With comments on an earlier pullout from Afghanistan, a Pakistani doctor and an Israeli strike on Iran.
Secretary of Defense Leon Panetta confided to reporters while on the way to a NATO conference that the U.S. would end its combat role in Afghanistan a year earlier than expected, and will soon begin to shift responsibility increasingly to CIA and DOD Special Operations Forces rather than large, conventional ground forces. The announcement surprised—and alarmed—the Afghan government and key American allies. The White House has spent a lot of energy trying to walk this comment back, and have expressed irritation that this major revision of policy should have emanated from the White House.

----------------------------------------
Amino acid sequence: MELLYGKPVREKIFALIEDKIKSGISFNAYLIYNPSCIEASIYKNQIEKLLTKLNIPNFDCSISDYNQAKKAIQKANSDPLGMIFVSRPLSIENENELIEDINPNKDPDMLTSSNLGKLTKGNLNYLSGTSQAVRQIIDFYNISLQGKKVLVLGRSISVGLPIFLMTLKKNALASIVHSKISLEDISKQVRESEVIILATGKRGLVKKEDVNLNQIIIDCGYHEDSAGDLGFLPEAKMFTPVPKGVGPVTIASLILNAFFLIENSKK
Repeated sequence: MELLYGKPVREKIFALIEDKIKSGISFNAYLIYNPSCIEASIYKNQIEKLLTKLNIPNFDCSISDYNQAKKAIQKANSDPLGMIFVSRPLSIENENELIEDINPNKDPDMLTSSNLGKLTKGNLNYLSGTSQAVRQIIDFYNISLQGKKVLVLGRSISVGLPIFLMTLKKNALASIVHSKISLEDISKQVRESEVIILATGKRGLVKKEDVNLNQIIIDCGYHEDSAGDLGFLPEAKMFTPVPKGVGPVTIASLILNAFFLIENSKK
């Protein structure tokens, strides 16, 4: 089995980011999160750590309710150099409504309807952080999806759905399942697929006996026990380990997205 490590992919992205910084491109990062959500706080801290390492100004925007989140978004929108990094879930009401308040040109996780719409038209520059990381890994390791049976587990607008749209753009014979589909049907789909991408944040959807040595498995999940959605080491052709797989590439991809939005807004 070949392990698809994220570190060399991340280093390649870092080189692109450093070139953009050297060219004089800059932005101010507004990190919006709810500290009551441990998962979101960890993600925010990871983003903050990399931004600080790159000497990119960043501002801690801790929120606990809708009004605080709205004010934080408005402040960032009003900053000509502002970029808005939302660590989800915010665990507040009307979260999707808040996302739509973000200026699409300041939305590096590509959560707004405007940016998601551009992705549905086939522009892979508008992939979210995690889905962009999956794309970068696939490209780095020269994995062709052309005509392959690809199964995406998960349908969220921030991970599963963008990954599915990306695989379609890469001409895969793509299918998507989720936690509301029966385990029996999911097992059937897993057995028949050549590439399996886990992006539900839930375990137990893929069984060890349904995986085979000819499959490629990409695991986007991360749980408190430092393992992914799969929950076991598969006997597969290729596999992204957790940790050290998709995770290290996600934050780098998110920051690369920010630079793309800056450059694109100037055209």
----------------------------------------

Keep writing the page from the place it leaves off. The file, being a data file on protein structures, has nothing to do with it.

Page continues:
The plan would represent a major shift in operational strategy, resulting in the removal of the 32,000 “surge” forces sent in to reinforce our struggling counter-insurgency/nation-building (COIN) effort. The new focus will rely more on SOF/paramilitary units to counter residual terrorist threats, elite commando teams that will target insurgent commanders and terrorist leaders. U.S. forces will continue to train Afghan military and police units, on whom more of the day by day burden of fighting the war will fall.
The Washington Post reports that Panetta’s remarks also “poured fuel” on an ongoing debate within the administration over the right mix of negotiating with the Taliban and killing them. Some officials feel that the revelation weakens the NATO/US hand before more talks with Taliban representatives in Qatar later this month.
The United States now has about 90,000 troops in Afghanistan, with about 22,000 slated to come home by fall. Previously the administration had said that 2014 would see the end of U.S. combat operations, and now that timetable appears to have been moved up at least a year.